California Legalizes Recreational Cannabis, So Now What? Here’s the 4-1-1

California LegalizesAs most of you know by now, California voters yesterday passed Proposition 64, legalizing recreational cannabis in the state. As a California cannabis lawyer based in San Francisco, I could not be happier and I want to extend my heartfelt congratulations to my state for finally saying yes to a comprehensive recreational cannabis program that should provide more and better access to cannabis for adults in California. I also believe this vote will be the tipping point that will set in play the forces that will relatively soon lead to nationwide legalization.

Nice going California!

Under the ballot measure, the California state agencies responsible for issuing licenses have until January 1, 2018 to create regulations for the nineteen different license types available for cultivation, manufacturers, testing, retailers, distributors, and microbusinesses. Under California’s Constitution, the ballot measure takes effect “the day after the election unless the measure specifies otherwise,” which means as of today Prop 64 is up and running.

Leading up to this vote, I and the other California cannabis business lawyers in my firm have been getting a slew of phone calls and emails from people asking what they can do now to get ready for state licensing applications in the future. Given the timeline above, my response was and is, “a lot actually.” I tell them that they can and should be doing the following, starting now:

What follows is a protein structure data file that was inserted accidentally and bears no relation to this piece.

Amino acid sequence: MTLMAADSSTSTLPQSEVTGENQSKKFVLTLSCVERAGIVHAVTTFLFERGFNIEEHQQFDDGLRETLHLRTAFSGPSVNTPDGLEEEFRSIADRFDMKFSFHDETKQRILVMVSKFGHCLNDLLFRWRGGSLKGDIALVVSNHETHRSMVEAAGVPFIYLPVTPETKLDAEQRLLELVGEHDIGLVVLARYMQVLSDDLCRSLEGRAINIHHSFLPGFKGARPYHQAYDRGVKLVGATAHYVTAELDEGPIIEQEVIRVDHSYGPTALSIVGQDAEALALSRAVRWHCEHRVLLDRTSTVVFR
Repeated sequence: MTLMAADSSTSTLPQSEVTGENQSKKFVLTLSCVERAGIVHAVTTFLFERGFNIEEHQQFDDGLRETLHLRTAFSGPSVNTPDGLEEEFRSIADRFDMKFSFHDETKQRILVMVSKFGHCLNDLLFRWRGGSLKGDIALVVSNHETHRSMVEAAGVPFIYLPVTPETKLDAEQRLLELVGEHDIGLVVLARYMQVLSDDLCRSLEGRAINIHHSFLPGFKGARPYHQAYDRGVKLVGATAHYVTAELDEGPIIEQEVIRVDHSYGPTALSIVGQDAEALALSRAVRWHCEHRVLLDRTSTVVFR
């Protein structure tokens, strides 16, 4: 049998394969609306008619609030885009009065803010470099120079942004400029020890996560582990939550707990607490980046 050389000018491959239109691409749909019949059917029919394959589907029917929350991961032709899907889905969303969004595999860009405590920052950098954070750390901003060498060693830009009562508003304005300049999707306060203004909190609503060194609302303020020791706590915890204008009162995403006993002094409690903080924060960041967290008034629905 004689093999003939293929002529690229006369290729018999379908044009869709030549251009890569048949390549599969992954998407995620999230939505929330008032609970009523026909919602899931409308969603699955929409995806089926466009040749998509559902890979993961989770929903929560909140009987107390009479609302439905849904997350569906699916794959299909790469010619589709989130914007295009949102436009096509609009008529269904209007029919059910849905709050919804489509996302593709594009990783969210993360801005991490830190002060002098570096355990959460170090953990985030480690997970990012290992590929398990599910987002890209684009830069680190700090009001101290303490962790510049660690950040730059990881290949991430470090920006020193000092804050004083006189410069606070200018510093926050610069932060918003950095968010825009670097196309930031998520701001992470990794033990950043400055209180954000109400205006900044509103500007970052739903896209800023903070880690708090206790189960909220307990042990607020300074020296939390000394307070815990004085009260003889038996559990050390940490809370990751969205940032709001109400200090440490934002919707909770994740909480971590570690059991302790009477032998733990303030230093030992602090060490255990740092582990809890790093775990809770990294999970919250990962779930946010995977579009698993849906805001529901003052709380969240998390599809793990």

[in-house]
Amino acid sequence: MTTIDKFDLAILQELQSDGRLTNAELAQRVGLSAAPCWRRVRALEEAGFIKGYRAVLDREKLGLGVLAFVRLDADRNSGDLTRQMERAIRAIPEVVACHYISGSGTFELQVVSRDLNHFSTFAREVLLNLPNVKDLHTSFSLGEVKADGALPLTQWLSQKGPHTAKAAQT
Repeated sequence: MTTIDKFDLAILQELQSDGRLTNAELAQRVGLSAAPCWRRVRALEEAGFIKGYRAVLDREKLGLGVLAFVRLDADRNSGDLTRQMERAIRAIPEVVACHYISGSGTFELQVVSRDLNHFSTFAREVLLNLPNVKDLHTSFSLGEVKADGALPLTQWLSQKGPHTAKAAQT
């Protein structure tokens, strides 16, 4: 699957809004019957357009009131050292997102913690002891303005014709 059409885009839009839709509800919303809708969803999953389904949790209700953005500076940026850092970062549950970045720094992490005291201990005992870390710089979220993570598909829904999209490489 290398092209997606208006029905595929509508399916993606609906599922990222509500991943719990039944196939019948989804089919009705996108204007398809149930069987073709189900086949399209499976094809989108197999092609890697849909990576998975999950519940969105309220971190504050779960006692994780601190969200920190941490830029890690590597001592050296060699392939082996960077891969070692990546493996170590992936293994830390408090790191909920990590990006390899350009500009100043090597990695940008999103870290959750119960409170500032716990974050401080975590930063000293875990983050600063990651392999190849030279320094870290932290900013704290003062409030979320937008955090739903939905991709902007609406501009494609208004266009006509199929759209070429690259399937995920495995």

• Read Proposition 64 and then read it again. The Proposition is everything at this point and it’s imperative all prospective California cannabis operators read and thoroughly understand it because it provides the baselines for what’s going to be allowed and not allowed in the future.
  • Figure out where you might want to operate and learn about the local government there. The initiative specifically states that local jurisdictions retain the authority to adopt and enforce local ordinances to regulate cannabis businesses, including banning one or more business types from operating in their jurisdiction. Several California cities and counties already have bans in place and are expected to remain opposed to both recreational cannabis businesses under Prop 64 and medical cannabis businesses under the Medical Cannabis Regulation and Safety Act. Still, others have been preparing for changing state marijuana laws by enacting municipal zoning and permitting laws. For more on local cannabis ordinances, check out our California Cannabis Countdown series, which most recently featured the City of Lynwood. Instead of spending dollars and time planning for a marijuana business in a California city that will never allow one, you should instead get a handle on friendly versus non-friendly local governments, especially since the state will ask local jurisdictions to identify potential license applicants. As for those local governments without a clear idea on what to do about cannabis, this is your chance to step up and help educate the local authorities about what their local industry should look like. Our cannabis lawyers have done this in countless cities and counties in multiple states and believe me when I tell you that this can profoundly impact which way a city or county will go on cannabis commerce. I cannot stress enough the importance of your understanding the local situation where you will be locating.